But now the good news.

I have been a member of the Arts Fund for several years and now that gets me free entry to some National Trust properties, including Ham House. I took advantage of this today making a flying visit (less than an hour away from home from start to finish) by bike to enjoy the gardens in the early spring sun.

The gardens are my favourite art of Ham House and they are nicely laid out in different sections providing a range of colours, shapes, smells, and experiences. And my favourite favourite place is the former Cherry Garden on the east side of the house which is now resplendent in lavender, box and yew.

The best thing about going this early in the year is that there were few people there (and most of these were clustered around the cafe) which meant that I was free to take lots of photos without having to worry about bright red coats ruining the shot.

14 March 2010

Another fun BCSA social

The monthly BCSA socials are another regular fixture on my social calendar :-)

They are held at the Czechoslovak National House in West Hampstead on the second Wednesday of each month and attract a mix of regulars and newcomers who just want an evening in convivial surroundings with the boost of Czech/Slovak food and drink.

In this regard I am a creature of habit choosing to drink draught Pilsner Urquell and to eat smazeny syr (fried cheese), shown here mid-course mainly because I forgot to take a photo earlier!

The conversations were many, easy and relaxed. They were also mostly held in English which helped me!

People tend to assume that I speak Czech/Slovak (not unreasonably given the circumstances and location) and I always feel a little embarrassed to admit that my only language is English and I would not claim any great proficiency in that either.

These socials are on an open-house basis, i.e. people can come and go at any time during the evening, and it is always gratifying to see how many of us find ourselves hurrying at closing time to catch the last train home. It's a fair bet that I'll be doing this again next month!

13 March 2010

Open Mike night at the Grey Horse

The open mike nights at the Grey Horse have become a regular feature in my busy social schedule because a friend of mine plays there, other friends like to hear the music too and it's a good pub in which to while a way an evening.

This was my third night there in the last couple of months and the mix of musicians has been different every time.

This time most of the artists were soloists who were joined by one duo and a proper band (pictured) with five members.

As before, the songs were a mix of covers familiar and unknown plus a few written by the performers. It was good to hear some songs made famous by Simon and Garfunkle and some other sing-along favourites, including a French version of Mad World (Monde Fou).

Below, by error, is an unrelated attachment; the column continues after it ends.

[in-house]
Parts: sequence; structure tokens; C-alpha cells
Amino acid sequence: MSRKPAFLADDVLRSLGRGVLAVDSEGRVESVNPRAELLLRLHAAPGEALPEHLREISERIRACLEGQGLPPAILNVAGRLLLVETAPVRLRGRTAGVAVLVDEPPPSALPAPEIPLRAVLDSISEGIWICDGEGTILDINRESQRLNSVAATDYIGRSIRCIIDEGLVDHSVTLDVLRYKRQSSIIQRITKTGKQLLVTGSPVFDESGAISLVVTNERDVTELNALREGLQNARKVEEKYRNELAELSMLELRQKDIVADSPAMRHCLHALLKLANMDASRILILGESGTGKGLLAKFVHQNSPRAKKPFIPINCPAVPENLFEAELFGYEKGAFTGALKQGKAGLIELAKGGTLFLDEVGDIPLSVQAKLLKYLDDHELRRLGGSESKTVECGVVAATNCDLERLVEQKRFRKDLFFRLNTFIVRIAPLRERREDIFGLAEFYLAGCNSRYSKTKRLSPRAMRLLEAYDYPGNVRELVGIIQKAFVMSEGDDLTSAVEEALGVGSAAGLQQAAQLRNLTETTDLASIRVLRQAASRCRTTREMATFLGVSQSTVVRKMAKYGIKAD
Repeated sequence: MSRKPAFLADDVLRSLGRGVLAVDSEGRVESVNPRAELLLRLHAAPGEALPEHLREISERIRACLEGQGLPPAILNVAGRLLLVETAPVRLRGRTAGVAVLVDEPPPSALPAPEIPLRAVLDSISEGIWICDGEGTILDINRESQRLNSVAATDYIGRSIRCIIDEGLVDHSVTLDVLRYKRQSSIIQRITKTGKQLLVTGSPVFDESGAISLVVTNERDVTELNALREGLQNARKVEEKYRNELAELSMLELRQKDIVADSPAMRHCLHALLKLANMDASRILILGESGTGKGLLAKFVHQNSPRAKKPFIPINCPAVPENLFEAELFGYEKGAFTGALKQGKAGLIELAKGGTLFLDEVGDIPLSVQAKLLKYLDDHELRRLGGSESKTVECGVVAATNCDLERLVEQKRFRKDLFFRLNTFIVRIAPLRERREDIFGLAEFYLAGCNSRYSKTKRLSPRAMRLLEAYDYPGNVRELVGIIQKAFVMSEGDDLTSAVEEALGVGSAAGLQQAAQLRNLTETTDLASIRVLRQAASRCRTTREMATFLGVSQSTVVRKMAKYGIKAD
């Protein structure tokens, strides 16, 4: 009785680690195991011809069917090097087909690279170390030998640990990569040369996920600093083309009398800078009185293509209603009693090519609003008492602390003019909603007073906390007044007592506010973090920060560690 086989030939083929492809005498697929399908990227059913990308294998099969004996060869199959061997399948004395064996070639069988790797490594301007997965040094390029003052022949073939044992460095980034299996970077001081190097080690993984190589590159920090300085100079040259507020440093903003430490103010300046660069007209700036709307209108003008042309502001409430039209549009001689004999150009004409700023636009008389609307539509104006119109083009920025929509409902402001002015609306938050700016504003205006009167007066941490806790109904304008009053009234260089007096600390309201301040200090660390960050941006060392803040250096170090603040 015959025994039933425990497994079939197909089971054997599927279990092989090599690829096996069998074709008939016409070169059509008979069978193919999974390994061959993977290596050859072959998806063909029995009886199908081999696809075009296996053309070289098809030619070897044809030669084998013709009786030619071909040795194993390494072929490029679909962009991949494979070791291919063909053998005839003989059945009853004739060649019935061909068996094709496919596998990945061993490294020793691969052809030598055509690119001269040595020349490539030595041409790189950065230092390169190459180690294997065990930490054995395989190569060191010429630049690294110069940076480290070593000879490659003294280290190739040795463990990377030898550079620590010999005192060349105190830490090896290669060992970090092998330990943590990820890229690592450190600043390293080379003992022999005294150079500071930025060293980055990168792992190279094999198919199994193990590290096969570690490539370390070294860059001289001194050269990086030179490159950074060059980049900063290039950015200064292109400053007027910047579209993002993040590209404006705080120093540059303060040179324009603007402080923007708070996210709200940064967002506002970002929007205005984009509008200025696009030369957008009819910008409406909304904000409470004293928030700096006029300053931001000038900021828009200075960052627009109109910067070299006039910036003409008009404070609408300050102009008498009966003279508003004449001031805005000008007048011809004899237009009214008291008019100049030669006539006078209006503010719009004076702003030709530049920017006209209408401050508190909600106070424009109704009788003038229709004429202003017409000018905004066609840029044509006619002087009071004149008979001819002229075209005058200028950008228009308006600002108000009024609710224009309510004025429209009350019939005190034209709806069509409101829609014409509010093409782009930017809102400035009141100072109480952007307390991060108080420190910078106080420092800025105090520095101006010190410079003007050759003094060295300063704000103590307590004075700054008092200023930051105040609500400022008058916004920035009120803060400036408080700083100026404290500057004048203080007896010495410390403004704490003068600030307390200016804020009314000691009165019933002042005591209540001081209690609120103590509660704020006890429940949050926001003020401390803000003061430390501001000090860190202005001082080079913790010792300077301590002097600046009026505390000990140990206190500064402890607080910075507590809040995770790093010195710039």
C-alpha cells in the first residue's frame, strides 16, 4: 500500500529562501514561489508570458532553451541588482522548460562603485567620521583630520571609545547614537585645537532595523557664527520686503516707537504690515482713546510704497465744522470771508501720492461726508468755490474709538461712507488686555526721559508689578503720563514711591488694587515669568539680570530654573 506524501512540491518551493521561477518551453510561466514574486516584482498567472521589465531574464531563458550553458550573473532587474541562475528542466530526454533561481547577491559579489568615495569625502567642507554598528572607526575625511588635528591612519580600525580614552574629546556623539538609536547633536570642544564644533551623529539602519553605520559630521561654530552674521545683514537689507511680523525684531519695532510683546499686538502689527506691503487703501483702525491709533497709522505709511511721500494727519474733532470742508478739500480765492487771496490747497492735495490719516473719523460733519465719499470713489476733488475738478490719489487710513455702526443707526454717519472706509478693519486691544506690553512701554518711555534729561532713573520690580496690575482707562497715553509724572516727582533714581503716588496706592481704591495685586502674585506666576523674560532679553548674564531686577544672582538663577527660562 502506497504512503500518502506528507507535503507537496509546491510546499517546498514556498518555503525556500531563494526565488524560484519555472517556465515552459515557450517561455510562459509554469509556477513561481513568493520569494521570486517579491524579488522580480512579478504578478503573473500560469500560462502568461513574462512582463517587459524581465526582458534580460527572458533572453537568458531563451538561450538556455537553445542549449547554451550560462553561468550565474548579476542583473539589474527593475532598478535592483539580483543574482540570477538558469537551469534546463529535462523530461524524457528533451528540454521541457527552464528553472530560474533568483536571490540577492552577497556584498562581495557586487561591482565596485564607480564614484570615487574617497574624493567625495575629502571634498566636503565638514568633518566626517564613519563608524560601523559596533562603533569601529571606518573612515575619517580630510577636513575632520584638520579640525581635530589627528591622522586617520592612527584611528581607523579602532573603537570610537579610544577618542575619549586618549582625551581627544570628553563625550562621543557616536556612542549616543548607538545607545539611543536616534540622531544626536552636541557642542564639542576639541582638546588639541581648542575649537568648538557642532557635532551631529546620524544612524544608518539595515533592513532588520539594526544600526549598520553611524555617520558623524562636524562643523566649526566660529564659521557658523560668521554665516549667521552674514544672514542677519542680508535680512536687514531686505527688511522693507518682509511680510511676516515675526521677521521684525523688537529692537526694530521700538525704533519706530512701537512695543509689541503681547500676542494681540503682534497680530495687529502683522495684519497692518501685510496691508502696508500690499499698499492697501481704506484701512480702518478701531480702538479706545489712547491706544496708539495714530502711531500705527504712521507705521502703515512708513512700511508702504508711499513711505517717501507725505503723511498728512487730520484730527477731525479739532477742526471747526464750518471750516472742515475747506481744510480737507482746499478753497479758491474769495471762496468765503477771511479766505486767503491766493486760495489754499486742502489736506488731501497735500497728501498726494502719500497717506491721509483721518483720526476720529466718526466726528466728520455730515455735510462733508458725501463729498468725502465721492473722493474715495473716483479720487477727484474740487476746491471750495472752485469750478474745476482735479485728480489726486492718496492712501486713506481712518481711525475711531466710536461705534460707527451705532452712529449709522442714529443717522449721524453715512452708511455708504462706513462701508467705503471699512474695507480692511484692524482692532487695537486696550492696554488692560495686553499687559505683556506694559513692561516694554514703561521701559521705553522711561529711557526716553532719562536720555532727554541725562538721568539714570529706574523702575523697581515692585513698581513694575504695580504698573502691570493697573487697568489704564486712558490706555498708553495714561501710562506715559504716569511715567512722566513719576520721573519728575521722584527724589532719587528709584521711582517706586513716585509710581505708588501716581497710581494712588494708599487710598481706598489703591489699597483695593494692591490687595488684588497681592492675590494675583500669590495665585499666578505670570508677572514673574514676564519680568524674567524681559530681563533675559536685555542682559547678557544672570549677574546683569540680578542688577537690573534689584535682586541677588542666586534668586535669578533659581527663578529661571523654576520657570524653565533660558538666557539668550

Of course it was not all good, this is an amateur open mike night so you expect a bit of the bland and the awful but nothing was bad enough for long enough to upset the pleasant flow of the evening or to deter me from going again next month.

12 March 2010

The Promise at the Orange Tree

The Promise is the least impressive play that I can recall seeing at the Orange Tree, but it is sold out so what do I know?

The promise in question is that given by the British Government to the Jews in the form of the Balfour Declaration of 1917. The play gives us a glimpse in to the players, motives and actions that led towards the eventual creation of Israel and, arguably, the mess that the Middle East is in now.

And that's about it.

The play is tense and well acted but it is little more than a patchy history lesson with a love interest thrown in that may, or may not, have been true.

Perhaps it was a metaphor that I missed or a famous scandal that I did not know about but, either way, it just confused the play and the only theatrical device it seemed to deploy was to get some eye candy on the stage.

I was not sure how much history I was meant, or needed, to know either.

It took me a while to work out who the Prime Minister was and there were passing references to things like "Churchill" and "Gallipoli" which were not fully explained.

I found most of the characterisation slight too. The reason for zeal of the Zionist who was the driving force behind the declaration was clear but it was not at all obvious why Balfour supported it, why a Jewish member of the Cabinet was so against it, how Asquith ever became PM or why the floozie got involved with the men she did.

If this all sounds negative, it is only because I am comparing The Promise to everything else that I have seen and loved at the Orange Tree. The Promise is a well sustained drama that informs and entertains but, in the end, it fails to inspire or delight.

9 March 2010

Safeguarding2.0 - making children safer

I'd like to tell you about one of the best meetings that I have ever been to; and it was for a good cause too.

Safeguarding2.0 is an initiative, seeded by FutureGov, that is looking to see how/if web2.0 technologies can be used to help make children safer. Playing chess on Facebook is great fun but can we do something really useful with the same technologies?!